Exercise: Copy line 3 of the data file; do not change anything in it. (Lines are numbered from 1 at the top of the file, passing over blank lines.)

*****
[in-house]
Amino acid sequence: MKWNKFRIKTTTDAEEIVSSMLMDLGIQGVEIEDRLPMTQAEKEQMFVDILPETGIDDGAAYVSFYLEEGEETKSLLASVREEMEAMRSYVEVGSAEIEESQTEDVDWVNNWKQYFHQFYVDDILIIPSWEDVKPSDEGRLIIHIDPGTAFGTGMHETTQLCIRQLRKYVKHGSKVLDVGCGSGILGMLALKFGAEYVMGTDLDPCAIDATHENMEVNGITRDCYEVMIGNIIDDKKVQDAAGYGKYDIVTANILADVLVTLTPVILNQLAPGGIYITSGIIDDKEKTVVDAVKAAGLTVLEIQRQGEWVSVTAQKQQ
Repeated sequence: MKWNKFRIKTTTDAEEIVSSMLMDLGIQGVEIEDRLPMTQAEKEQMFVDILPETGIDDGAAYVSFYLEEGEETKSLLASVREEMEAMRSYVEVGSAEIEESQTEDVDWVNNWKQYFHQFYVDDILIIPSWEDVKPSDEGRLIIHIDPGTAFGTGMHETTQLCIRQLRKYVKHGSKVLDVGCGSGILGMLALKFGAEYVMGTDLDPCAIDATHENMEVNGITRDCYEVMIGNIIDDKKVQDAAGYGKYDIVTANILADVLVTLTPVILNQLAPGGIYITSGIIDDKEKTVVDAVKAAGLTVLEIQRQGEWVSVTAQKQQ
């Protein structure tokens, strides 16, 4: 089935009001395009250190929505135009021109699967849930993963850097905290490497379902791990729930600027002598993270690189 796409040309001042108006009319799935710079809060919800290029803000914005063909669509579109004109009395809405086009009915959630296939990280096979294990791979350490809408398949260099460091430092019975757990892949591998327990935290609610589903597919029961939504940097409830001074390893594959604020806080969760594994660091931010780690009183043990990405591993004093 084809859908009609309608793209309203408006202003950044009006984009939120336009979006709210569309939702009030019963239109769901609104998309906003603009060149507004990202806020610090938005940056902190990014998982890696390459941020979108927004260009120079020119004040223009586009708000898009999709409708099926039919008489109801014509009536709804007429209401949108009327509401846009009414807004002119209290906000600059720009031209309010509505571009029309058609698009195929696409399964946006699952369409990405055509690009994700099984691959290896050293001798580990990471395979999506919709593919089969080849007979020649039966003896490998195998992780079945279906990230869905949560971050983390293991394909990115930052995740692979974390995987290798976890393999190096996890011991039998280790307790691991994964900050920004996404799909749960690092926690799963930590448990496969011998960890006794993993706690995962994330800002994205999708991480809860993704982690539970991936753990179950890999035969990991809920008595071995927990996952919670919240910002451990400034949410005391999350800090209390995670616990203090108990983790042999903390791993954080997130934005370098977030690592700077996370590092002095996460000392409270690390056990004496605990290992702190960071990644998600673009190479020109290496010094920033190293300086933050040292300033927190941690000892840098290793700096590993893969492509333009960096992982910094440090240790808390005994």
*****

Repeated sequence: MKWNKFRIKTTTDAEEIVSSMLMDLGIQGVEIEDRLPMTQAEKEQMFVDILPETGIDDGAAYVSFYLEEGEETKSLLASVREEMEAMRSYVEVGSAEIEESQTEDVDWVNNWKQYFHQFYVDDILIIPSWEDVKPSDEGRLIIHIDPGTAFGTGMHETTQLCIRQLRKYVKHGSKVLDVGCGSGILGMLALKFGAEYVMGTDLDPCAIDATHENMEVNGITRDCYEVMIGNIIDDKKVQDAAGYGKYDIVTANILADVLVTLTPVILNQLAPGGIYITSGIIDDKEKTVVDAVKAAGLTVLEIQRQGEWVSVTAQKQQ